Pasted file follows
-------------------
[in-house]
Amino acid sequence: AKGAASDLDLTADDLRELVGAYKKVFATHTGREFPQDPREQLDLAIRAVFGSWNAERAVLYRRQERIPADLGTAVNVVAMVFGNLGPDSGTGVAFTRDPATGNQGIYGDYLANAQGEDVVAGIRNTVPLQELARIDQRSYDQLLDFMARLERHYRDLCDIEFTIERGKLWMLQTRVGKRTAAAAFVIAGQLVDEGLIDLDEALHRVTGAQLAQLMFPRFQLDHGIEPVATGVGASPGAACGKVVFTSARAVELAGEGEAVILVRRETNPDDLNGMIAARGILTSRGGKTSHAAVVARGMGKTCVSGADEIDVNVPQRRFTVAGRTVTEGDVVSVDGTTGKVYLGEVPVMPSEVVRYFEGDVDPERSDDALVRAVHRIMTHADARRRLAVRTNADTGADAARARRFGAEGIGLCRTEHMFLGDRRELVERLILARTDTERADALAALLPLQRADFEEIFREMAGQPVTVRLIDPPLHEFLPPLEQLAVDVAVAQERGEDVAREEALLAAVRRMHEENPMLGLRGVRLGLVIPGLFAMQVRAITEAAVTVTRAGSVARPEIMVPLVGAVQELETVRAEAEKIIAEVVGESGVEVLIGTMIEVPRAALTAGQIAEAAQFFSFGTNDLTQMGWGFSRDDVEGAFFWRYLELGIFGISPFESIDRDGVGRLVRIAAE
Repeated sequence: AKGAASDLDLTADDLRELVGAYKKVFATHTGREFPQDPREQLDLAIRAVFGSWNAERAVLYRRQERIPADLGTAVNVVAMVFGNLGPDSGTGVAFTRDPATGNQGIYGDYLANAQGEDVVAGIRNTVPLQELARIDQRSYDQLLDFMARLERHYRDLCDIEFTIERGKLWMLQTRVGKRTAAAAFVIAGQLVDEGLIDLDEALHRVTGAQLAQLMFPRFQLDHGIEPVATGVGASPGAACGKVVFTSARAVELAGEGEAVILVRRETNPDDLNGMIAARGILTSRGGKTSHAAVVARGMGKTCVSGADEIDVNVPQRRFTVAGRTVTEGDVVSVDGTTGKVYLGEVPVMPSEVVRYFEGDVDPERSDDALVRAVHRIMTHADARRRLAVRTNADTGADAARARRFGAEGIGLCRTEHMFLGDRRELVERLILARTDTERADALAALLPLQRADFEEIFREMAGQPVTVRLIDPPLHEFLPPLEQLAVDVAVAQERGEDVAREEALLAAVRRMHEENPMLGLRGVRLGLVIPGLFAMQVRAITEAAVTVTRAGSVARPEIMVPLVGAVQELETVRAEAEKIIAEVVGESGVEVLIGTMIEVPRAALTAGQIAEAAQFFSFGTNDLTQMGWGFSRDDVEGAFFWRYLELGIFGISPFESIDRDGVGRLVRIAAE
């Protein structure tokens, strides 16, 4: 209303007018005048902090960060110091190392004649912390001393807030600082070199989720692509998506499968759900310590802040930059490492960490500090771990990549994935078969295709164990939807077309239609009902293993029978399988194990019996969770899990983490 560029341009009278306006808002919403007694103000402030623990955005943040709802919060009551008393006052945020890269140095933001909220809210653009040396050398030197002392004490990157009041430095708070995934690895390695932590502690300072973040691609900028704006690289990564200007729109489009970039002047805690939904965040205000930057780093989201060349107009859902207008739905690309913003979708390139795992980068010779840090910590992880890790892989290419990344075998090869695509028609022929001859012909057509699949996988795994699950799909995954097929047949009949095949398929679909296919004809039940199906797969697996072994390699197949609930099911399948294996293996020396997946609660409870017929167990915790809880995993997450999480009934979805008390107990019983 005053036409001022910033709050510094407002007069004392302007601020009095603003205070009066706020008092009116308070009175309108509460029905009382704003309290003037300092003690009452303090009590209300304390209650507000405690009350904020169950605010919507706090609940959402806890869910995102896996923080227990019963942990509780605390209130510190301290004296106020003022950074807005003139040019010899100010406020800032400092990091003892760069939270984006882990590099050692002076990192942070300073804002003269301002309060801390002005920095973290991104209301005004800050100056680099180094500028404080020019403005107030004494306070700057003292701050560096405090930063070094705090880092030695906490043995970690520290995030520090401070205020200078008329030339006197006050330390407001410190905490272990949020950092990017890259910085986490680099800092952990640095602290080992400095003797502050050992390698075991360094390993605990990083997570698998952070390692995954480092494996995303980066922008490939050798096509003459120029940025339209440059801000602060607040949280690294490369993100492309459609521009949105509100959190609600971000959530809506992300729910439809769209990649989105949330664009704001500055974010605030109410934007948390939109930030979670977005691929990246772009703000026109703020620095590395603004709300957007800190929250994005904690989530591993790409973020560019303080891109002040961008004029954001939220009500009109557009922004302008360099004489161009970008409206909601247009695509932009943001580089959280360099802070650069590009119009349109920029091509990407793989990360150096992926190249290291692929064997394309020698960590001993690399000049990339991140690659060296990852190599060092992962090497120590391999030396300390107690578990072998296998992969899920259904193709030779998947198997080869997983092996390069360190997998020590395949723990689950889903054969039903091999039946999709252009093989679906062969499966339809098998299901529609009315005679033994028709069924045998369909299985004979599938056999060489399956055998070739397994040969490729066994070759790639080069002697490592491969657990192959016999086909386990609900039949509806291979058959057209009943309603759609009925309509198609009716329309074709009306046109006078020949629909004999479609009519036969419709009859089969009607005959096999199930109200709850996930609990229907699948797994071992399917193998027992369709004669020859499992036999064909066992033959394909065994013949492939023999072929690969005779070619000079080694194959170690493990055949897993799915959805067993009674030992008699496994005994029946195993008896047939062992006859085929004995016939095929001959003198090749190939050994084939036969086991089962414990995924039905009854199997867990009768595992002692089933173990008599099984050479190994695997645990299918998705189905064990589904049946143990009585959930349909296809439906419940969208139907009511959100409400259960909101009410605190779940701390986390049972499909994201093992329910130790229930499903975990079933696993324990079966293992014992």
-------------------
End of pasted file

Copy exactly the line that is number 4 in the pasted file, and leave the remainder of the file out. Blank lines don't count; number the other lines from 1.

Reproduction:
């Protein structure tokens, strides 16, 4: 209303007018005048902090960060110091190392004649912390001393807030600082070199989720692509998506499968759900310590802040930059490492960490500090771990990549994935078969295709164990939807077309239609009902293993029978399988194990019996969770899990983490 560029341009009278306006808002919403007694103000402030623990955005943040709802919060009551008393006052945020890269140095933001909220809210653009040396050398030197002392004490990157009041430095708070995934690895390695932590502690300072973040691609900028704006690289990564200007729109489009970039002047805690939904965040205000930057780093989201060349107009859902207008739905690309913003979708390139795992980068010779840090910590992880890790892989290419990344075998090869695509028609022929001859012909057509699949996988795994699950799909995954097929047949009949095949398929679909296919004809039940199906797969697996072994390699197949609930099911399948294996293996020396997946609660409870017929167990915790809880995993997450999480009934979805008390107990019983 005053036409001022910033709050510094407002007069004392302007601020009095603003205070009066706020008092009116308070009175309108509460029905009382704003309290003037300092003690009452303090009590209300304390209650507000405690009350904020169950605010919507706090609940959402806890869910995102896996923080227990019963942990509780605390209130510190301290004296106020003022950074807005003139040019010899100010406020800032400092990091003892760069939270984006882990590099050692002076990192942070300073804002003269301002309060801390002005920095973290991104209301005004800050100056680099180094500028404080020019403005107030004494306070700057003292701050560096405090930063070094705090880092030695906490043995970690520290995030520090401070205020200078008329030339006197006050330390407001410190905490272990949020950092990017890259910085986490680099800092952990640095602290080992400095003797502050050992390698075991360094390993605990990083997570698998952070390692995954480092494996995303980066922008490939050798096509003459120029940025339209440059801000602060607040949280690294490369993100492309459609521009949105509100959190609600971000959530809506992300729910439809769209990649989105949330664009704001500055974010605030109410934007948390939109930030979670977005691929990246772009703000026109703020620095590395603004709300957007800190929250994005904690989530591993790409973020560019303080891109002040961008004029954001939220009500009109557009922004302008360099004489161009970008409206909601247009695509932009943001580089959280360099802070650069590009119009349109920029091509990407793989990360150096992926190249290291692929064997394309020698960590001993690399000049990339991140690659060296990852190599060092992962090497120590391999030396300390107690578990072998296998992969899920259904193709030779998947198997080869997983092996390069360190997998020590395949723990689950889903054969039903091999039946999709252009093989679906062969499966339809098998299901529609009315005679033994028709069924045998369909299985004979599938056999060489399956055998070739397994040969490729066994070759790639080069002697490592491969657990192959016999086909386990609900039949509806291979058959057209009943309603759609009925309509198609009716329309074709009306046109006078020949629909004999479609009519036969419709009859089969009607005959096999199930109200709850996930609990229907699948797994071992399917193998027992369709004669020859499992036999064909066992033959394909065994013949492939023999072929690969005779070619000079080694194959170690493990055949897993799915959805067993009674030992008699496994005994029946195993008896047939062992006859085929004995016939095929001959003198090749190939050994084939036969086991089962414990995924039905009854199997867990009768595992002692089933173990008599099984050479190994695997645990299918998705189905064990589904049946143990009585959930349909296809439906419940969208139907009511959100409400259960909101009410605190779940701390986390049972499909994201093992329910130790229930499903975990079933696993324990079966293992014992």